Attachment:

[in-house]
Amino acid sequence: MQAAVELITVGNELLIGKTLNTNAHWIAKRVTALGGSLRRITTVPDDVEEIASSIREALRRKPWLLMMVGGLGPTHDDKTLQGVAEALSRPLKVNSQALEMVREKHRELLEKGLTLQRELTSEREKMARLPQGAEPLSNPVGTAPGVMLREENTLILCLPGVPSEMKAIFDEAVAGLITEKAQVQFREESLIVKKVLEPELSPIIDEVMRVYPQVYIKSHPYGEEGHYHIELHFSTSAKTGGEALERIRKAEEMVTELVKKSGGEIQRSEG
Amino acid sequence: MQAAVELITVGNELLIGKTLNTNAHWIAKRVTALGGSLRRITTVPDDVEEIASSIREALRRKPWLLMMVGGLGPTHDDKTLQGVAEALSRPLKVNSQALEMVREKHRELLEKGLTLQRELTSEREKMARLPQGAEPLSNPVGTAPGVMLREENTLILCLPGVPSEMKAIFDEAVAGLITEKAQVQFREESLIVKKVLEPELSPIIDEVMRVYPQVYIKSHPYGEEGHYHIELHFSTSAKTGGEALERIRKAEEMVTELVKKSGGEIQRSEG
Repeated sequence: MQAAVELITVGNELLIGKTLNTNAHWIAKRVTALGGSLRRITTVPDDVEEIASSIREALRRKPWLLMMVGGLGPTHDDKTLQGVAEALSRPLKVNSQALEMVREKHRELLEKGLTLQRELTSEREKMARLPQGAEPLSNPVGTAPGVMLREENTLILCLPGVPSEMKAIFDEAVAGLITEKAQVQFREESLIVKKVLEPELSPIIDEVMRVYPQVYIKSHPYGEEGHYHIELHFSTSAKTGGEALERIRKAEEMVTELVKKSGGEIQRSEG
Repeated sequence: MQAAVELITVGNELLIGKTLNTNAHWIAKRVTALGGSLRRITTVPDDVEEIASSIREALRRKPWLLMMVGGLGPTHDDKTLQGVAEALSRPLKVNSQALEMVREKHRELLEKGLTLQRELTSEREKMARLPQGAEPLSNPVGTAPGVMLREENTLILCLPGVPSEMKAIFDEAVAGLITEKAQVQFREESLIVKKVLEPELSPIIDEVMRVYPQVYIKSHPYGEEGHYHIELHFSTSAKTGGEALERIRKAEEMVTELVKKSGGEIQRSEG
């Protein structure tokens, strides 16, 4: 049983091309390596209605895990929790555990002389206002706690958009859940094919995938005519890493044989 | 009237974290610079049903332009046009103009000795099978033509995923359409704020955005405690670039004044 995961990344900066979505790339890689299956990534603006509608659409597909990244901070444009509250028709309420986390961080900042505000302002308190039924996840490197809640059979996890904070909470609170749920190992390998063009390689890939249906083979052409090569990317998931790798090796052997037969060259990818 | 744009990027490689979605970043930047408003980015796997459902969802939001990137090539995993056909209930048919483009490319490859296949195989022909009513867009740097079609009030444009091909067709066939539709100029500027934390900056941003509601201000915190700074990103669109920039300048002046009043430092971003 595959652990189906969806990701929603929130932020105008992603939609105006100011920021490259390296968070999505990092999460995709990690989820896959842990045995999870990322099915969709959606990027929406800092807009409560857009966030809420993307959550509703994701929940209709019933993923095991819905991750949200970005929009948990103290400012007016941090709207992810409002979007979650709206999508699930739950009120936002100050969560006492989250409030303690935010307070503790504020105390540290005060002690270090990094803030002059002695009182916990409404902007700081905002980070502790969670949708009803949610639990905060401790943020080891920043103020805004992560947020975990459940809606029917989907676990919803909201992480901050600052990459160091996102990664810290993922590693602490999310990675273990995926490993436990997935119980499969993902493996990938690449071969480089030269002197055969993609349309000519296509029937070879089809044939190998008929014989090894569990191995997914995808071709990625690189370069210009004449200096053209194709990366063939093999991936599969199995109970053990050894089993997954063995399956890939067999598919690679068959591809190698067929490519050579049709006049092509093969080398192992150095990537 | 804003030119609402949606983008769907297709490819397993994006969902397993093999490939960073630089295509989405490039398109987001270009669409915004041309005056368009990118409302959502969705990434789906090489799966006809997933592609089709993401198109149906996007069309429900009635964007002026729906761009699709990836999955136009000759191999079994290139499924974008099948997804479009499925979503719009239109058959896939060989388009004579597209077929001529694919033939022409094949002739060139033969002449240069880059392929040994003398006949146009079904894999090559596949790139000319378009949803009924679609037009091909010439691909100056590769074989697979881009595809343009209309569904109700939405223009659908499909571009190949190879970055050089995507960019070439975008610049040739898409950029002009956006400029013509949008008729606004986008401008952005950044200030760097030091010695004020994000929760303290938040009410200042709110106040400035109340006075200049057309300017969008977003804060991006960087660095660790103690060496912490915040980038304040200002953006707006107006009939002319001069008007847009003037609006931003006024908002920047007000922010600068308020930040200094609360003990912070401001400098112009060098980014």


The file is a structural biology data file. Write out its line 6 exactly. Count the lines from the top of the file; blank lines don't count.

């Protein structure tokens, strides 16, 4: 049983091309390596209605895990929790555990002389206002706690958009859940094919995938005519890493044989 | 009237974290610079049903332009046009103009000795099978033509995923359409704020955005405690670039004044 995961990344900066979505790339890689299956990534603006509608659409597909990244901070444009509250028709309420986390961080900042505000302002308190039924996840490197809640059979996890904070909470609170749920190992390998063009390689890939249906083979052409090569990317998931790798090796052997037969060259990818 | 744009990027490689979605970043930047408003980015796997459902969802939001990137090539995993056909209930048919483009490319490859296949195989022909009513867009740097079609009030444009091909067709066939539709100029500027934390900056941003509601201000915190700074990103669109920039300048002046009043430092971003 595959652990189906969806990701929603929130932020105008992603939609105006100011920021490259390296968070999505990092999460995709990690989820896959842990045995999870990322099915969709959606990027929406800092807009409560857009966030809420993307959550509703994701929940209709019933993923095991819905991750949200970005929009948990103290400012007016941090709207992810409002979007979650709206999508699930739950009120936002100050969560006492989250409030303690935010307070503790504020105390540290005060002690270090990094803030002059002695009182916990409404902007700081905002980070502790969670949708009803949610639990905060401790943020080891920043103020805004992560947020975990459940809606029917989907676990919803909201992480901050600052990459160091996102990664810290993922590693602490999310990675273990995926490993436990997935119980499969993902493996990938690449071969480089030269002197055969993609349309000519296509029937070879089809044939190998008929014989090894569990191995997914995808071709990625690189370069210009004449200096053209194709990366063939093999991936599969199995109970053990050894089993997954063995399956890939067999598919690679068959591809190698067929490519050579049709006049092509093969080398192992150095990537 | 804003030119609402949606983008769907297709490819397993994006969902397993093999490939960073630089295509989405490039398109987001270009669409915004041309005056368009990118409302959502969705990434789906090489799966006809997933592609089709993401198109149906996007069309429900009635964007002026729906761009699709990836999955136009000759191999079994290139499924974008099948997804479009499925979503719009239109058959896939060989388009004579597209077929001529694919033939022409094949002739060139033969002449240069880059392929040994003398006949146009079904894999090559596949790139000319378009949803009924679609037009091909010439691909100056590769074989697979881009595809343009209309569904109700939405223009659908499909571009190949190879970055050089995507960019070439975008610049040739898409950029002009956006400029013509949008008729606004986008401008952005950044200030760097030091010695004020994000929760303290938040009410200042709110106040400035109340006075200049057309300017969008977003804060991006960087660095660790103690060496912490915040980038304040200002953006707006107006009939002319001069008007847009003037609006931003006024908002920047007000922010600068308020930040200094609360003990912070401001400098112009060098980014």